The first time I ever purchased this clear, subtle beauty was around twenty years ago (she will agree that it almost seems like another lifetime), when Helen came to stay here for the first time. All in Japan was still new to me and to her; bewilderingly beautiful and revelatory; the light, the tranquillity of Kamakura, the sharp intake of breath when a Noh-masked performer entered the theatre stage left.  Slow and deliberate as a phantom, in awe-filling layers of fine-broidered, trailing kimono.



I left a bottle of Mandarine Pamplemousse under her pillow in the tatami room, light filtering through the afternoon so that when she woke up from the long jet lag the next day, this citrus would be the first scent of association she would have with a new day in Japan.



It was an anti-intuitive choice of scent in a way  – for someone whose favourite perfume is Après L’Ondée; this was more glassy and citric. If less rueful and melancholic than the Guerlain, there was still somehow a similar quality of homeostasis; a balancing, and calming, of the emotions.




Creed is often criticized by the cognoscenti (for various reasons I don’t entirely understand), and many people find this scent lacklustre, not close enough to its name. It is true that this cologne smells neither especially of mandarin, nor of grapefruit, but more of a fusion of clear, cleaning notes like a hair preparation for Aphrodite:  an Apollonian, fruited flower grove of the imagination (white flowers…clover? gentle wild jasmine? honeysuckle?) scenting the sunbleached clean stones of a gentle, natural ambergris. It is refreshing to the spirit: A perfume made explicitly for afternoon sleeps on cool white sheets. Unlike the more utilitarian citruses that I use on a daily basis for work, Mandarine Pamplemousse occupies its own special space now in the pantheon for me and is not a perfume that I will spray with abandon. Discontinued, instead, this bottle will be conserved in my cabinet as something precious.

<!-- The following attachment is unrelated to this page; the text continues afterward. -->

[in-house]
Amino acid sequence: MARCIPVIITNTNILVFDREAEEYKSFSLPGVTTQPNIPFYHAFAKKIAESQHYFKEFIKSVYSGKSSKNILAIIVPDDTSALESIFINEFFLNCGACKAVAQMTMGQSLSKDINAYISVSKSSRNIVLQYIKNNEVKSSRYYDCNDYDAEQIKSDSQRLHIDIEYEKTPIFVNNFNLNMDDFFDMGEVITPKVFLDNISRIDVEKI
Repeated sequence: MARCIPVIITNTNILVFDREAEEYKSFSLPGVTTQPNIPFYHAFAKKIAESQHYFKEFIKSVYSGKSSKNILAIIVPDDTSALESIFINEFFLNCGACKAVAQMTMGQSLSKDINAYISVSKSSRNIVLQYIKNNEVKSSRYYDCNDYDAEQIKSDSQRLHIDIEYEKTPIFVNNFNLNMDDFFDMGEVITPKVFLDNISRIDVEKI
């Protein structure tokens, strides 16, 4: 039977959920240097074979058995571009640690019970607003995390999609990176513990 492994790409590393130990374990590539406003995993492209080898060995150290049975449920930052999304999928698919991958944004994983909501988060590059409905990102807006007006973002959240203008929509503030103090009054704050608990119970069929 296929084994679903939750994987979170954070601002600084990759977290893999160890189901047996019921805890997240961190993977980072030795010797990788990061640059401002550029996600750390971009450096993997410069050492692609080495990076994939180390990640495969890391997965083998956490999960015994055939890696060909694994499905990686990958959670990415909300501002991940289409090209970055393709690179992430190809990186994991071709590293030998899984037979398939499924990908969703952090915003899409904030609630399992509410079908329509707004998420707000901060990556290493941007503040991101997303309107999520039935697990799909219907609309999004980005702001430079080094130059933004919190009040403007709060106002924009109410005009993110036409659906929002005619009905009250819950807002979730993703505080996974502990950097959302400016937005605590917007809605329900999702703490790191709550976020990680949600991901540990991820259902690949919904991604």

Filed under Citrus, Flowers







I picked up a bottle of Guerlain’s classic Mouchoir De Monsieur the other day for thirty dollars: I could not resist. Although I remember smelling this Belle Époque ‘gentleman’s cologne’ at least three decades ago, probably down in Harrods on one of my always exciting Perfume Day Trips to London – when to a much younger person still in his tender teens its louche lemon and civet just smelled like a lascivious adult’s bad breath.   I don’t know if have experienced it much – if at all –  in all the years that have intervened.



One of the ‘secret’ Guerlains : those that are still in production for the faithful but are not usually put on display, the version I remember was silkier, more lemony, musky and even more deadeningly animalic,  like a bristling and unwanted  moustachioed kiss: strange  to think that the purpose of the dandy’s liquid accoutrement was to gently douse one’s embroidered mouchoir – one’s handkerchief, as a gesture of love or a declaration of flirtation to a finely dressed lady who was probably dressed in Guerlain’s contemporaneous Violette De Madame – a kind of twirly moustached his ‘n hers, fashionable and of the moment  – and a symbol of cleanliness and hygiene when the almost filthy animalic contents in the flacon were anything but.









On me, this newer, attenuated  version of Mouchoir smells like a vintage Shalimar drained of its vanilla and iris crossed with the cooler DNA of its cousin Jicky, a legend that has never quite worked on me. I like this perfume better – more citrically fresh minus the prettier Jickyian herbs and lavender and the less candid civet base, Mouchoir De Monsieur comes across more suave; understatedly erotic. Funny to think now of my horrified youthful self recoiling in ingenue dismay; openly grimacing at all this semi-bawdy Parisian suggestivity (cloaked in what I could tell was its secretly elegant nonchalance) in the imposing perfume halls of that department store in Knightsbridge on a bustling Saturday afternoon many years ago and me here now : lying back this evening, reclining like a lounge lizard, inhaling the back of my hand quite contentedly.






Any thoughts on this perfume very welcome.












Filed under Citrus, Civet, Classics, Lemon